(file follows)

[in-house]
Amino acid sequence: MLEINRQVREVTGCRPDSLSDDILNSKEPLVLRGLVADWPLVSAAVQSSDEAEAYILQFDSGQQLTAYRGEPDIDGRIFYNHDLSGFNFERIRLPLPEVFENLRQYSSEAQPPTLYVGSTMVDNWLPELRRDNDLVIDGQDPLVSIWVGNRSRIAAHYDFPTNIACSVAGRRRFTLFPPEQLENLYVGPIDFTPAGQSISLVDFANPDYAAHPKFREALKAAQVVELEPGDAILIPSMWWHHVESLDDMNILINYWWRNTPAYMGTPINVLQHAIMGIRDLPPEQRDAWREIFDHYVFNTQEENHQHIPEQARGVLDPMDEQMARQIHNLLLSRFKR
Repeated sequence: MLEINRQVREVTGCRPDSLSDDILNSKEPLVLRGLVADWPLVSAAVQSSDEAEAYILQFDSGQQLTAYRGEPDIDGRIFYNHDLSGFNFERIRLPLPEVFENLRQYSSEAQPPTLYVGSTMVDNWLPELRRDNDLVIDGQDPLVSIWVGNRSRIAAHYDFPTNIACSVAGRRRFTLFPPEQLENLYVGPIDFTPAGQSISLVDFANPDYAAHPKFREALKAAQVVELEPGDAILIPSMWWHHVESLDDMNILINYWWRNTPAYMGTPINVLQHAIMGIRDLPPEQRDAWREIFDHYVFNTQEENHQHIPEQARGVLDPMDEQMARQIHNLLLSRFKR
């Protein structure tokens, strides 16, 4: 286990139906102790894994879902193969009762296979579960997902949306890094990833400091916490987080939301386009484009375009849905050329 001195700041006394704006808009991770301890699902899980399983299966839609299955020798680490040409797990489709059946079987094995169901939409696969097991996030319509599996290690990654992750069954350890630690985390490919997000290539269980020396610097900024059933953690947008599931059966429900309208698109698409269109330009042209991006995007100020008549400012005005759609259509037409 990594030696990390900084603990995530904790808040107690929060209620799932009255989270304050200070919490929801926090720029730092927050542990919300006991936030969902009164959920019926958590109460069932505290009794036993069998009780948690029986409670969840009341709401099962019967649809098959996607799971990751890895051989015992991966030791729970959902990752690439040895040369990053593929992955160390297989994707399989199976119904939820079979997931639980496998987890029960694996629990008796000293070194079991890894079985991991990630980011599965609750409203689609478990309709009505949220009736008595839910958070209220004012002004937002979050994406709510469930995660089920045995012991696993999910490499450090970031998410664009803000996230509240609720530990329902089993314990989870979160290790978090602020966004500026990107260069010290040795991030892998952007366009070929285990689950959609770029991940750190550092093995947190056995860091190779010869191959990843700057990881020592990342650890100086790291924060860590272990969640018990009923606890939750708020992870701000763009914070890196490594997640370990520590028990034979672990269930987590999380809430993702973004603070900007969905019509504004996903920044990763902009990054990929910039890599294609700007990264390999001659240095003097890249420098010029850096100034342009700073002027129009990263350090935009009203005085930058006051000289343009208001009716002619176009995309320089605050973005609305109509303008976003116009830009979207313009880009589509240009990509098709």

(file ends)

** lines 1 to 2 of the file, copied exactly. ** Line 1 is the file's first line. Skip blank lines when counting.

[in-house]
Amino acid sequence: MLEINRQVREVTGCRPDSLSDDILNSKEPLVLRGLVADWPLVSAAVQSSDEAEAYILQFDSGQQLTAYRGEPDIDGRIFYNHDLSGFNFERIRLPLPEVFENLRQYSSEAQPPTLYVGSTMVDNWLPELRRDNDLVIDGQDPLVSIWVGNRSRIAAHYDFPTNIACSVAGRRRFTLFPPEQLENLYVGPIDFTPAGQSISLVDFANPDYAAHPKFREALKAAQVVELEPGDAILIPSMWWHHVESLDDMNILINYWWRNTPAYMGTPINVLQHAIMGIRDLPPEQRDAWREIFDHYVFNTQEENHQHIPEQARGVLDPMDEQMARQIHNLLLSRFKR